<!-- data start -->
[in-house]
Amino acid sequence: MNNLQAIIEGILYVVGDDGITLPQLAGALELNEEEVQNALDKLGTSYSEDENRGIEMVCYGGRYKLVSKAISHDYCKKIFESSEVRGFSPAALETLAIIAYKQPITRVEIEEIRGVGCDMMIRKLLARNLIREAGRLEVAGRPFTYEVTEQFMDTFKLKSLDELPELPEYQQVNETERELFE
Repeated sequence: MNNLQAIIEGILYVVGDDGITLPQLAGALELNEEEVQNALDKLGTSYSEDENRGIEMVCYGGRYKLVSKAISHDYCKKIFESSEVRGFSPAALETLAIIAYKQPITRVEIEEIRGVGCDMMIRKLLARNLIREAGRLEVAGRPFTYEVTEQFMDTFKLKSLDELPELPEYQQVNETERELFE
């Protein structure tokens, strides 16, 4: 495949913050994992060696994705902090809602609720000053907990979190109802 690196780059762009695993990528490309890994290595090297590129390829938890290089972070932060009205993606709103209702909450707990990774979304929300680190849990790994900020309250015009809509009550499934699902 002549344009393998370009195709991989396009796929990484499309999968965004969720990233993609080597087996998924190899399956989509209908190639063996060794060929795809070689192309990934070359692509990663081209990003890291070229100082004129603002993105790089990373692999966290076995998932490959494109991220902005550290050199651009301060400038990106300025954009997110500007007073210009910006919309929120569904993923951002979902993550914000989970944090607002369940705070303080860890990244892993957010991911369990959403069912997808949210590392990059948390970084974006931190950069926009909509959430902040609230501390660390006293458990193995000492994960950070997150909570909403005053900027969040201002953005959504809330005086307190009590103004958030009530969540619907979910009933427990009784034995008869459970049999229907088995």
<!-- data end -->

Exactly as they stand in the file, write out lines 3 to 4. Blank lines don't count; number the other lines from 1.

Repeated sequence: MNNLQAIIEGILYVVGDDGITLPQLAGALELNEEEVQNALDKLGTSYSEDENRGIEMVCYGGRYKLVSKAISHDYCKKIFESSEVRGFSPAALETLAIIAYKQPITRVEIEEIRGVGCDMMIRKLLARNLIREAGRLEVAGRPFTYEVTEQFMDTFKLKSLDELPELPEYQQVNETERELFE
């Protein structure tokens, strides 16, 4: 495949913050994992060696994705902090809602609720000053907990979190109802 690196780059762009695993990528490309890994290595090297590129390829938890290089972070932060009205993606709103209702909450707990990774979304929300680190849990790994900020309250015009809509009550499934699902 002549344009393998370009195709991989396009796929990484499309999968965004969720990233993609080597087996998924190899399956989509209908190639063996060794060929795809070689192309990934070359692509990663081209990003890291070229100082004129603002993105790089990373692999966290076995998932490959494109991220902005550290050199651009301060400038990106300025954009997110500007007073210009910006919309929120569904993923951002979902993550914000989970944090607002369940705070303080860890990244892993957010991911369990959403069912997808949210590392990059948390970084974006931190950069926009909509959430902040609230501390660390006293458990193995000492994960950070997150909570909403005053900027969040201002953005959504809330005086307190009590103004958030009530969540619907979910009933427990009784034995008869459970049999229907088995």